What Does The Future Look Like In the Gig Industry?

Advancements in technology have shaped nearly every aspect of our society today. From how we communicate to how we make payments and everything in between, all of these have been molded by technology in numerous ways. Today, even the way we perform tasks at work has been improved by technology, paving the way for what we know now as the “gig economy.”

What Is The Gig Economy?

The gig economy is a concept that describes the exchange of labor for money between individuals and companies or other individuals through different digital platforms. Within the economy, the exchange of work for money is performed on a short-term basis, where payment is made after each task or project has been completed. 

The concept of the gig economy is not entirely new. The term “gig” was popularized by jazz musicians in 1915 to describe the transient nature of their work. During the Great Depression in the 1930s, workers would travel from place to place, searching for work wherever the opportunity arose. Meanwhile, labor-only contracting was institutionalized through staffing agencies during the second world war to fill in gaps in the workforce through temporary labor.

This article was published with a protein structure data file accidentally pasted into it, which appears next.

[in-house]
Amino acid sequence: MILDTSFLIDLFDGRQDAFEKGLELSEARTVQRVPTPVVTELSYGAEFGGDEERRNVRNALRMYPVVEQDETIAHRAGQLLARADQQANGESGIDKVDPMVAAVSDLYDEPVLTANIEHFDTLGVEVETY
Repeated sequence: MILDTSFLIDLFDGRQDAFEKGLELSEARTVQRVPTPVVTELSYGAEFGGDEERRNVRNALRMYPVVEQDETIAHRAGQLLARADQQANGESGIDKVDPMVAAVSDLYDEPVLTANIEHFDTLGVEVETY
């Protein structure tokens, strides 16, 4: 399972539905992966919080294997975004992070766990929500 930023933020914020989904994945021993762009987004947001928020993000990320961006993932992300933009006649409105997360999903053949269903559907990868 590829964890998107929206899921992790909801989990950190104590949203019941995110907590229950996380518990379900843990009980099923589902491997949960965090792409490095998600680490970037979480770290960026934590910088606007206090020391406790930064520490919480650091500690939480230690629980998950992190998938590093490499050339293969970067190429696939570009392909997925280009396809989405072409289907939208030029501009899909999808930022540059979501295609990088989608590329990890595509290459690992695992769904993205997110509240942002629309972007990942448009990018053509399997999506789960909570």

Fast forward to the early 2000s, the gig economy started to grow along with the rise of the internet. As a result, different technological platforms were created, paving the way for various opportunities for task-based work, which continued to grow as smartphones became prevalent in society.

Today, with various app-based services being offered, finding a gig has become even more accessible. Driving jobs are now easy to find with companies like Uber, Lyft, and Alto, offering drivers the opportunity to use their vehicles to provide services to passengers looking for a ride. These driving gigs can also quickly turn into delivery jobs, with many of the same companies offering grocery and food pickup and delivery services. Numerous other opportunities beyond gig driving jobs are also present in other sectors, such as marketing, healthcare, telecommunications, and other industries. 

How Did The Gig Economy Originate?

The 2007 Global Recession became a major contributing factor to the formation of the gig economy as it is today. Because of this global crisis, many companies started rethinking their competitive strategies to avoid another crisis. 

With the internet already on the rise, many of these companies started considering outsourcing their business processes to create operational efficiency while keeping costs low. This resulted in the hiring of on-demand workers to fulfill tasks that could be done remotely.